Bottom Line: Current ambulance designs are ergonomically inefficient and often times unsafe for practical treatment response to medical emergencies.This paper presents an analysis of practitioners' concerns, needs, and requirements for improved designs elicited through the web-based survey of ambulance design, held by the National Institute of Standards and Technology.This paper also introduces the survey, analyzes the survey results, and discusses recommendations for future ambulance patient compartments design.

View Article: PubMed Central - PubMed

Affiliation: National Institute of Standards and Technology, Gaithersburg, MD 20899.

ABSTRACT
Current ambulance designs are ergonomically inefficient and often times unsafe for practical treatment response to medical emergencies. Thus, the patient compartment of a moving ambulance is a hazardous working environment. As a consequence, emergency medical services (EMS) workers suffer fatalities and injuries that far exceed those of the average work place in the United States. To reduce injury and mortality rates in ambulances, the Department of Homeland Security Science and Technology Directorate has teamed with the National Institute of Standards and Technology, the National Institute for Occupational Safety and Health, and BMT Designers & Planners in a joint project to produce science-based ambulance patient compartment design standards. This project will develop new crash-safety design standards and improved user-design interface guidance for patient compartments that are safer for EMS personnel and patients, and facilitate improved patient care. The project team has been working with practitioners, EMS workers' organizations, and manufacturers to solicit needs and requirements to address related issues. This paper presents an analysis of practitioners' concerns, needs, and requirements for improved designs elicited through the web-based survey of ambulance design, held by the National Institute of Standards and Technology. This paper also introduces the survey, analyzes the survey results, and discusses recommendations for future ambulance patient compartments design.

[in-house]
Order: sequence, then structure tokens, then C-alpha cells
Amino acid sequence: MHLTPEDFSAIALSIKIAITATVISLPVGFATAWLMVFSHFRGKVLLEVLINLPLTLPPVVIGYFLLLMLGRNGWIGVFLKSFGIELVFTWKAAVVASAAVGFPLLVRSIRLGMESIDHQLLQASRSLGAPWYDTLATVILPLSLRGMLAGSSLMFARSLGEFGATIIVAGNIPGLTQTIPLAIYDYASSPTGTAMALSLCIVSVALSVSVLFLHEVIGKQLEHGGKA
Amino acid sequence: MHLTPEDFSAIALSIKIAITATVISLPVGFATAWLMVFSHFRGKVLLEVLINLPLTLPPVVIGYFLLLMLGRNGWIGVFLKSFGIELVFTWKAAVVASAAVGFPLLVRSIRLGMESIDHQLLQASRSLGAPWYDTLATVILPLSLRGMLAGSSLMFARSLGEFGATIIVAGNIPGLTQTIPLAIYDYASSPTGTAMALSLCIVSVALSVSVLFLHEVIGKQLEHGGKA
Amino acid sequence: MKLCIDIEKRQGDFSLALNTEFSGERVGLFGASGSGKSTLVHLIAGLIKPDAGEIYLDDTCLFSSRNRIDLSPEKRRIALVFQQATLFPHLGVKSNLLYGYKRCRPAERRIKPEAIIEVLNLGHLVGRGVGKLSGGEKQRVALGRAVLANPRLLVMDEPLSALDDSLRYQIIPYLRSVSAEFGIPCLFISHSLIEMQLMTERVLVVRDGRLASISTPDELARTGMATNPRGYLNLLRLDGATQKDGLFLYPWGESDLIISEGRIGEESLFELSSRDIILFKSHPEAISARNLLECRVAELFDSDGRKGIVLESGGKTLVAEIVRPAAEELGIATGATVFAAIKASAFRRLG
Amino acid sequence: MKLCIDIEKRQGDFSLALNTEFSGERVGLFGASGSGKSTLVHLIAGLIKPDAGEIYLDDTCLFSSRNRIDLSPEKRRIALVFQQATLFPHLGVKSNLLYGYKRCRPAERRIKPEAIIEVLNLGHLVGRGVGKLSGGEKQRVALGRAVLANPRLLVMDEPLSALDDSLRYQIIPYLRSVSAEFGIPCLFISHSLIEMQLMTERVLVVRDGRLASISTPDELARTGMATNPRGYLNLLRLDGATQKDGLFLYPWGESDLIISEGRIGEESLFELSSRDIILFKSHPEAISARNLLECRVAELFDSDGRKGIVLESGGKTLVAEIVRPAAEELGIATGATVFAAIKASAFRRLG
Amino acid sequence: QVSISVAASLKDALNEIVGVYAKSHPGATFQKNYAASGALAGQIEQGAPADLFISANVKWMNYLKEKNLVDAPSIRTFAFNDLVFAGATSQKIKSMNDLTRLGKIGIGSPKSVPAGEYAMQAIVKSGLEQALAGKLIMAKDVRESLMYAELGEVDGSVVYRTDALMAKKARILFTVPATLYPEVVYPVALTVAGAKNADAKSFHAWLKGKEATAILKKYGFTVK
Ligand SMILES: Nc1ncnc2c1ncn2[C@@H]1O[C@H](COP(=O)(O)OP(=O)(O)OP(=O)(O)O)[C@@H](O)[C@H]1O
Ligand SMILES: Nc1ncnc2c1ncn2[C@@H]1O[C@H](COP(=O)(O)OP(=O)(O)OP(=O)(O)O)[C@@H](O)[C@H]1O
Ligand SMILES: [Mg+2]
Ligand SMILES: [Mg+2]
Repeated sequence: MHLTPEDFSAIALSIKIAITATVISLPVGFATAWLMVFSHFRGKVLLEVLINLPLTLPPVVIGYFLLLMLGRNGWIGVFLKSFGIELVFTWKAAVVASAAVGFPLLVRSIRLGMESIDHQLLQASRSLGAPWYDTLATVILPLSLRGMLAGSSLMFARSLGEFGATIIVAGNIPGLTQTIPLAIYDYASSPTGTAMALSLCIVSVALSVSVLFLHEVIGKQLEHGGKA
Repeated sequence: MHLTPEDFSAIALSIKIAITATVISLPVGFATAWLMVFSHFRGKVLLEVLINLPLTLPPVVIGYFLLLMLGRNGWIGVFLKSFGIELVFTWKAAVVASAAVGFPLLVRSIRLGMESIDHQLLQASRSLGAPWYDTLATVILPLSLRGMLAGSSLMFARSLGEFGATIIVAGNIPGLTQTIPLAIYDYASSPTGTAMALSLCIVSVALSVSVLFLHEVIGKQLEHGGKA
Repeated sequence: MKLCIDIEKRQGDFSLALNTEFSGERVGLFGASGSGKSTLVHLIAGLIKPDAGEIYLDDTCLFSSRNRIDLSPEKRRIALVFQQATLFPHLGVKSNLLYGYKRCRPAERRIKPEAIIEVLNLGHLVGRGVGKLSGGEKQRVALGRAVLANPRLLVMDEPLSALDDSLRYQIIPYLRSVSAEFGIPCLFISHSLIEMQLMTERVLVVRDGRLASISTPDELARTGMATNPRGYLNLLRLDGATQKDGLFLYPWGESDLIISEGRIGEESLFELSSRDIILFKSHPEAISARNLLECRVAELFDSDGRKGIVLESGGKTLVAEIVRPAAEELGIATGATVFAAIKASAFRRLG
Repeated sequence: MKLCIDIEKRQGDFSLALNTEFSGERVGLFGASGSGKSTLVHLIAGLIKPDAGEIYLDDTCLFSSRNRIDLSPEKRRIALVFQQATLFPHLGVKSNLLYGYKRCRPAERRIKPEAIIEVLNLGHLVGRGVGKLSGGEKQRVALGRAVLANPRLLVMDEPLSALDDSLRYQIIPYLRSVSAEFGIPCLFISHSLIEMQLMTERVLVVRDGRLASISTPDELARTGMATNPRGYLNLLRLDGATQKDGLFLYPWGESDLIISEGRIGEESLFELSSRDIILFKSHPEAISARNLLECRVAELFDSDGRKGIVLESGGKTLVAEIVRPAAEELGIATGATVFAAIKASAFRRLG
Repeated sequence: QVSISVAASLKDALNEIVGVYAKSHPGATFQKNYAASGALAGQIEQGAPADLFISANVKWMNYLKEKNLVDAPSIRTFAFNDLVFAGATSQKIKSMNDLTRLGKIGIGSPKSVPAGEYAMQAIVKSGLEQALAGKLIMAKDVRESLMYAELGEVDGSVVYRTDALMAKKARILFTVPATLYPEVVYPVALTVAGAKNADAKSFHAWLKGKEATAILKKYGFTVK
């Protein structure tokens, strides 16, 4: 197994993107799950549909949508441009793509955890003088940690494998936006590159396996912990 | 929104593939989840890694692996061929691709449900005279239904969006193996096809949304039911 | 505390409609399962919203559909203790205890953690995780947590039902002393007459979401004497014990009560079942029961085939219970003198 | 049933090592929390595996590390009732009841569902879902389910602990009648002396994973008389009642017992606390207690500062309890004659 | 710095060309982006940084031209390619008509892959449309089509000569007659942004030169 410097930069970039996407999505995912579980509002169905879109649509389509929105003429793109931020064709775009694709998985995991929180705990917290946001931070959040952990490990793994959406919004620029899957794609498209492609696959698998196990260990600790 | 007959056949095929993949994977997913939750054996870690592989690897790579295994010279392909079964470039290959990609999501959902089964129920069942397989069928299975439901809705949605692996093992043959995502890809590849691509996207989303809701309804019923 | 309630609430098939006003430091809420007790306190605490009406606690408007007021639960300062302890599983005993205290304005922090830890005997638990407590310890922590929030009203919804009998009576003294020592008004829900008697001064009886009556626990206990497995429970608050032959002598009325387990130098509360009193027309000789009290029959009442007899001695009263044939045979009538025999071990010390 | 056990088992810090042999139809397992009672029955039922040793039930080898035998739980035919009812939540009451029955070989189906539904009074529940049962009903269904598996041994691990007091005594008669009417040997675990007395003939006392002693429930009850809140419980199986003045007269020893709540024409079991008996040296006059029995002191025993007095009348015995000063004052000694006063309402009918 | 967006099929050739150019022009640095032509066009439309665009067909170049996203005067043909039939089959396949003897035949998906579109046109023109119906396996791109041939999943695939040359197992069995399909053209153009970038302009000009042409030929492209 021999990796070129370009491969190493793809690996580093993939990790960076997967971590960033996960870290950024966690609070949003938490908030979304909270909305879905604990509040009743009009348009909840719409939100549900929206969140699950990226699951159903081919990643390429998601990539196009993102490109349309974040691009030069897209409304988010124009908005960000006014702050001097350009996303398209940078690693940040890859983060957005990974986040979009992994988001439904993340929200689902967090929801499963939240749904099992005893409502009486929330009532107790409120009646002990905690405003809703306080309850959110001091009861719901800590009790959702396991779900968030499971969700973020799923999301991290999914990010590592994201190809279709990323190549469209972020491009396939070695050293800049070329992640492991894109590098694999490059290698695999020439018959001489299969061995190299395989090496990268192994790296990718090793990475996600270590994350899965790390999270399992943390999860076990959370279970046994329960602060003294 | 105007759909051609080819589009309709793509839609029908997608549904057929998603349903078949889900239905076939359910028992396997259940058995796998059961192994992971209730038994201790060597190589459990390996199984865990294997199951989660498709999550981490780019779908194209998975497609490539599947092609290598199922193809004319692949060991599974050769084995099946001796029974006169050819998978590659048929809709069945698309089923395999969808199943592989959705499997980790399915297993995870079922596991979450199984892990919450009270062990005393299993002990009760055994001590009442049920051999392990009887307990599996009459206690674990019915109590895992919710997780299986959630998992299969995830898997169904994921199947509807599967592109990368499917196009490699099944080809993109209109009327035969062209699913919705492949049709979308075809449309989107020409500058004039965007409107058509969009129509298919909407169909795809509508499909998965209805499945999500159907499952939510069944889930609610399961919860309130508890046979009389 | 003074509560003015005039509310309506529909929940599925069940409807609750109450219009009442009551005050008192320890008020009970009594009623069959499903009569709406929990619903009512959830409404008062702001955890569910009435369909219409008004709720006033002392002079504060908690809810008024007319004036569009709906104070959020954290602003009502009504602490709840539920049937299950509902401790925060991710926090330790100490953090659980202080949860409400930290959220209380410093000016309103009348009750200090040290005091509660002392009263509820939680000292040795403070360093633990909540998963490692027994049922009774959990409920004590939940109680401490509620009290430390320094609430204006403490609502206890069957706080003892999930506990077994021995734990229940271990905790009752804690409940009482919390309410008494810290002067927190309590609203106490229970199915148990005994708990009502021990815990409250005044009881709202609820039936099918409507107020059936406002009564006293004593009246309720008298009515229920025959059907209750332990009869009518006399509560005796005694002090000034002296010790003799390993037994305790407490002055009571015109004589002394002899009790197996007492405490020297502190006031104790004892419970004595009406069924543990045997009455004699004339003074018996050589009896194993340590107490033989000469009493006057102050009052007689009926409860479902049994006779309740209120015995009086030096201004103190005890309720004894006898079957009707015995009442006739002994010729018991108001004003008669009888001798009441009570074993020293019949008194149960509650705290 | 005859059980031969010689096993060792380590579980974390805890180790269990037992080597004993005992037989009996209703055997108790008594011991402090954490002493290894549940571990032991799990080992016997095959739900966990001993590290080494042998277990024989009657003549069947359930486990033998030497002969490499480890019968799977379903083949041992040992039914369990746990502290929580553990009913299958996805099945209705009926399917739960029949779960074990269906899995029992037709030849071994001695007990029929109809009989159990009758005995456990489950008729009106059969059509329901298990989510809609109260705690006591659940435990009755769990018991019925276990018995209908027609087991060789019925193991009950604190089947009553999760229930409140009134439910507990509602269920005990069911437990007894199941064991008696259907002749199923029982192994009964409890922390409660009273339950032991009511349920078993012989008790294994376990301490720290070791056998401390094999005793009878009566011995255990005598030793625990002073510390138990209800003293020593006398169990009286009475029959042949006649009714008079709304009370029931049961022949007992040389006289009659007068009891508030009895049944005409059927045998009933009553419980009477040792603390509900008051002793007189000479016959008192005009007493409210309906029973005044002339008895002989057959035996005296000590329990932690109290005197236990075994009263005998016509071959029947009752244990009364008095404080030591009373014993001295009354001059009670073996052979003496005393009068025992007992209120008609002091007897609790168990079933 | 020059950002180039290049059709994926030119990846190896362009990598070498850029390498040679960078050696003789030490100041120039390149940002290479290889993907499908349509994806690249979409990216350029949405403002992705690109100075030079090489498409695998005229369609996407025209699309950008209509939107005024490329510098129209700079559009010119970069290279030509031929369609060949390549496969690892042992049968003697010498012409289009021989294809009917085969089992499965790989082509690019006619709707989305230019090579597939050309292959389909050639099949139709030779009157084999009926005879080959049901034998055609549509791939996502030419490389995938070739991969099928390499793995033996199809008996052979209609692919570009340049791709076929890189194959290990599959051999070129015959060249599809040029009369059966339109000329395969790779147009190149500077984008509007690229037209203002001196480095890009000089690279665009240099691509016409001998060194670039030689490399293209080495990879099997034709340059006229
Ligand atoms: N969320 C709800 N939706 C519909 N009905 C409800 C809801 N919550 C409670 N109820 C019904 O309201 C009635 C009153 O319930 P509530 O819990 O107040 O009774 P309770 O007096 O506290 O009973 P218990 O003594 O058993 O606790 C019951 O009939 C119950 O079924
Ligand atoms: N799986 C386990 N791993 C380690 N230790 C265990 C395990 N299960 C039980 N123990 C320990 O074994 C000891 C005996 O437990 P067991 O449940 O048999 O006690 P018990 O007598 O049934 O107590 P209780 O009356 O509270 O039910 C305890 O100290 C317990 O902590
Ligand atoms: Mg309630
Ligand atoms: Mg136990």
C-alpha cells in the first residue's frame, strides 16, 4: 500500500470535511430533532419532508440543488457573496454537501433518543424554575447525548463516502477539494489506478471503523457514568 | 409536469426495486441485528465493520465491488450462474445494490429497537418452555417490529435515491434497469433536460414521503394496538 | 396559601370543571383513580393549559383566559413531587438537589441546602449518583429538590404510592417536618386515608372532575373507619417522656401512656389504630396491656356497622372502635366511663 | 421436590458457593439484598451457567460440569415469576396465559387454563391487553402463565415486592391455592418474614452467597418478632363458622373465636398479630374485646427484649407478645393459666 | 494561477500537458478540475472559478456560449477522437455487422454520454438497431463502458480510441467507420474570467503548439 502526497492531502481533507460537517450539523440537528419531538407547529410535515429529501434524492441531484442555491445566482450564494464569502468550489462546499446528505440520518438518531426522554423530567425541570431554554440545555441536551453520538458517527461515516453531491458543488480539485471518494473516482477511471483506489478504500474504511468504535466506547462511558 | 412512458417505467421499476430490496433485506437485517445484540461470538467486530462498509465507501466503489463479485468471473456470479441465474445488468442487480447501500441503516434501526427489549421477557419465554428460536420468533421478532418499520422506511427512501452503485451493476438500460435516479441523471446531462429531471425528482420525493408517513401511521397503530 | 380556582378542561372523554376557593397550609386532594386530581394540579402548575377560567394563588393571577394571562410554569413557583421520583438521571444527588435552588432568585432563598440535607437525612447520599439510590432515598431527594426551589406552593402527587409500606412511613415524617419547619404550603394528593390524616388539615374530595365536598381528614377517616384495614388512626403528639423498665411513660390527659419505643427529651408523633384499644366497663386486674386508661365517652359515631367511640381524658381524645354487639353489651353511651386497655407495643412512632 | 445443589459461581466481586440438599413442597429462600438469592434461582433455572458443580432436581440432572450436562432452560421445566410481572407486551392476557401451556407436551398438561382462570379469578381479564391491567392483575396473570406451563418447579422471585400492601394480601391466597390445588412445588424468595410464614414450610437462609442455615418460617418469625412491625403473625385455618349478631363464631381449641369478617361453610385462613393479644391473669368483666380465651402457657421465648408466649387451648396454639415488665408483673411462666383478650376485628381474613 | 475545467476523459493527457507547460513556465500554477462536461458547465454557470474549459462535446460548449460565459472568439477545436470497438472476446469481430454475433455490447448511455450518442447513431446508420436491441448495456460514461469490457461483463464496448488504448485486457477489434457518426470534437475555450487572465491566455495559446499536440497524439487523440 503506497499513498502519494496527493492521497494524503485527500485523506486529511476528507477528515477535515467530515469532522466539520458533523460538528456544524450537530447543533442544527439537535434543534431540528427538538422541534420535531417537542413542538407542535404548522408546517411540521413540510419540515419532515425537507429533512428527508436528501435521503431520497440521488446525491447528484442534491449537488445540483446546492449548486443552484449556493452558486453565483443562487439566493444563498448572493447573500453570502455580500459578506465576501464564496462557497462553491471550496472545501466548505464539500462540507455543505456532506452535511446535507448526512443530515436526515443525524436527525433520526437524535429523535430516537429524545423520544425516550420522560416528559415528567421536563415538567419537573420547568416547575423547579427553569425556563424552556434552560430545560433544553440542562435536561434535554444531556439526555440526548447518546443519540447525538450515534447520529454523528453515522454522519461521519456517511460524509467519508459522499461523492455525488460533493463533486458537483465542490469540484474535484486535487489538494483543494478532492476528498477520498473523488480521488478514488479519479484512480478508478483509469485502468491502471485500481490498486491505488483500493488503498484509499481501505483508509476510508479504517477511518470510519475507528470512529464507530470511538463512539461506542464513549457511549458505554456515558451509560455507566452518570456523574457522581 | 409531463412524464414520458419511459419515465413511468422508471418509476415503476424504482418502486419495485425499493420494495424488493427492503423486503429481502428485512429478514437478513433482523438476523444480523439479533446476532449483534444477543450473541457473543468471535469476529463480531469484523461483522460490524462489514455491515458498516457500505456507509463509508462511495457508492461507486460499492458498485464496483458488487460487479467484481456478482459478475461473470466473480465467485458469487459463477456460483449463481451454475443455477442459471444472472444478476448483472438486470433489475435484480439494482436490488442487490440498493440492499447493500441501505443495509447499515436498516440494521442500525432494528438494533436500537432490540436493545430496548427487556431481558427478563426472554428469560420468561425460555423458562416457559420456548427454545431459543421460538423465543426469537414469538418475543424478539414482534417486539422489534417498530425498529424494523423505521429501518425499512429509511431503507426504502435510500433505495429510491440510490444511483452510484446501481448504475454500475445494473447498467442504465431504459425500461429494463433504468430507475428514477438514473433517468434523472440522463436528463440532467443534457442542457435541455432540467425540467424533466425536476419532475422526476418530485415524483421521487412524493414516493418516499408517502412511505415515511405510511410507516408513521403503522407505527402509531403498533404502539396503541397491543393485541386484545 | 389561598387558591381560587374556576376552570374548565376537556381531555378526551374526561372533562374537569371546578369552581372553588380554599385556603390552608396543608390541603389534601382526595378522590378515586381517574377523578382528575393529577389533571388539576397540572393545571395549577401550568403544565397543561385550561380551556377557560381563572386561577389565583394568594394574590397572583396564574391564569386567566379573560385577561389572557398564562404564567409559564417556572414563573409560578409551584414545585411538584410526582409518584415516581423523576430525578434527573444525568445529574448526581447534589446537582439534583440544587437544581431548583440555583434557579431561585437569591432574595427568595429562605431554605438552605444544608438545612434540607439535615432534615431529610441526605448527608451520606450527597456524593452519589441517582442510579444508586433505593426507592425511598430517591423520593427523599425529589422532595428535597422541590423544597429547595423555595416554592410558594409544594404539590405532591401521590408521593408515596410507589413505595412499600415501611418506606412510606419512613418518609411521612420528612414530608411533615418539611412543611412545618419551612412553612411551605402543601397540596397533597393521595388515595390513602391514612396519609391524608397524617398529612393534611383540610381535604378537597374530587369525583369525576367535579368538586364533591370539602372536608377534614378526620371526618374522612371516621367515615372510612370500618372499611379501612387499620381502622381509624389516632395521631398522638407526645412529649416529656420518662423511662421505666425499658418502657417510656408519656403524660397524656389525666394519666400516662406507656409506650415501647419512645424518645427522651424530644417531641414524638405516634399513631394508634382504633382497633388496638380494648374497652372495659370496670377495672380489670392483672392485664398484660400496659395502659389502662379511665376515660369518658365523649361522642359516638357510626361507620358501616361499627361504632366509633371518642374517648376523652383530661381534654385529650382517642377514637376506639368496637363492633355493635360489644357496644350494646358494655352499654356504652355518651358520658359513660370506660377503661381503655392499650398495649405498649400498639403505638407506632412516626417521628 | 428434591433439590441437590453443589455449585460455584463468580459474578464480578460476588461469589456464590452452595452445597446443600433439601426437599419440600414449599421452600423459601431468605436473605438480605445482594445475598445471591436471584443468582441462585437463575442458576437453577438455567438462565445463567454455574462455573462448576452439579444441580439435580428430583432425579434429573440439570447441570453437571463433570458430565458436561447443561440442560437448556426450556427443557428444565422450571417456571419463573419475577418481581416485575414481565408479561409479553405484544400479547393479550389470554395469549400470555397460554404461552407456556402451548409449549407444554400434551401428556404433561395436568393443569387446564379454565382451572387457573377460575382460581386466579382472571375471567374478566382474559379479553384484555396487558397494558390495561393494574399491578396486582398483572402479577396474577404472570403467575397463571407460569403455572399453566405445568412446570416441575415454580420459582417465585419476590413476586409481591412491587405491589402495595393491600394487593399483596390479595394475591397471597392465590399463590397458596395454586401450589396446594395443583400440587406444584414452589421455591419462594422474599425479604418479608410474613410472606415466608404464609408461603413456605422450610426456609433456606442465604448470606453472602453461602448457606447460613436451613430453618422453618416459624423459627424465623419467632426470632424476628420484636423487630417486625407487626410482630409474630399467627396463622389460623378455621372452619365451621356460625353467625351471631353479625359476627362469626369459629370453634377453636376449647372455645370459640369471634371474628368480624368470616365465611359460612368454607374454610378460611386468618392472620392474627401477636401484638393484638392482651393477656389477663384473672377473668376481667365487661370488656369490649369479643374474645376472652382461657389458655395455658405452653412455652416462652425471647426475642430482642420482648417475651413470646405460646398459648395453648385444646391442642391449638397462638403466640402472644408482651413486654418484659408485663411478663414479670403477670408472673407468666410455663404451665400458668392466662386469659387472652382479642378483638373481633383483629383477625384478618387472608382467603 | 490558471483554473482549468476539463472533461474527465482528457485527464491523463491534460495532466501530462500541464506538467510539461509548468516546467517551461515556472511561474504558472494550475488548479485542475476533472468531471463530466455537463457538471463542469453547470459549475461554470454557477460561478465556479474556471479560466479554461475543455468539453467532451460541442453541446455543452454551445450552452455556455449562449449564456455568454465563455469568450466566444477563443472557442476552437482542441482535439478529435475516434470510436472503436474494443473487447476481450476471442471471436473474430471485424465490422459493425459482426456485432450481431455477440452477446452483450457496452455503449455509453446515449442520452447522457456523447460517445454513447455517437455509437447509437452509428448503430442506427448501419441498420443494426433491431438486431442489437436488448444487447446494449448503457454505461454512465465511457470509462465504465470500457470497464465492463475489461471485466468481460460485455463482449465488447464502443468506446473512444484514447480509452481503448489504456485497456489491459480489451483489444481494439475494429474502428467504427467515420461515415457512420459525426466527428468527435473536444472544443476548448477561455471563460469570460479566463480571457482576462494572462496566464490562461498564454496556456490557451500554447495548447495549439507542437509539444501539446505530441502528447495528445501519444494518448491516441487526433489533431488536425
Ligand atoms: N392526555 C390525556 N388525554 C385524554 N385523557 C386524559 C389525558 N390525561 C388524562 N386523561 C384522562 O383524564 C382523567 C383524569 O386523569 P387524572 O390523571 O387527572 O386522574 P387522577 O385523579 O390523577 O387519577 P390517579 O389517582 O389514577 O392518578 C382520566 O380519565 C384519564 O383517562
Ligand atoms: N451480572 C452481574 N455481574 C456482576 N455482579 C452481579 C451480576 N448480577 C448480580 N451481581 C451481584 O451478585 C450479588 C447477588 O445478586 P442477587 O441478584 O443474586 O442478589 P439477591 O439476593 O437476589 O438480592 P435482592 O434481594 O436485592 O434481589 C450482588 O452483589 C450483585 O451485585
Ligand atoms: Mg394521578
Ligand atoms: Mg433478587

No MeSH data available.


Related in: MedlinePlus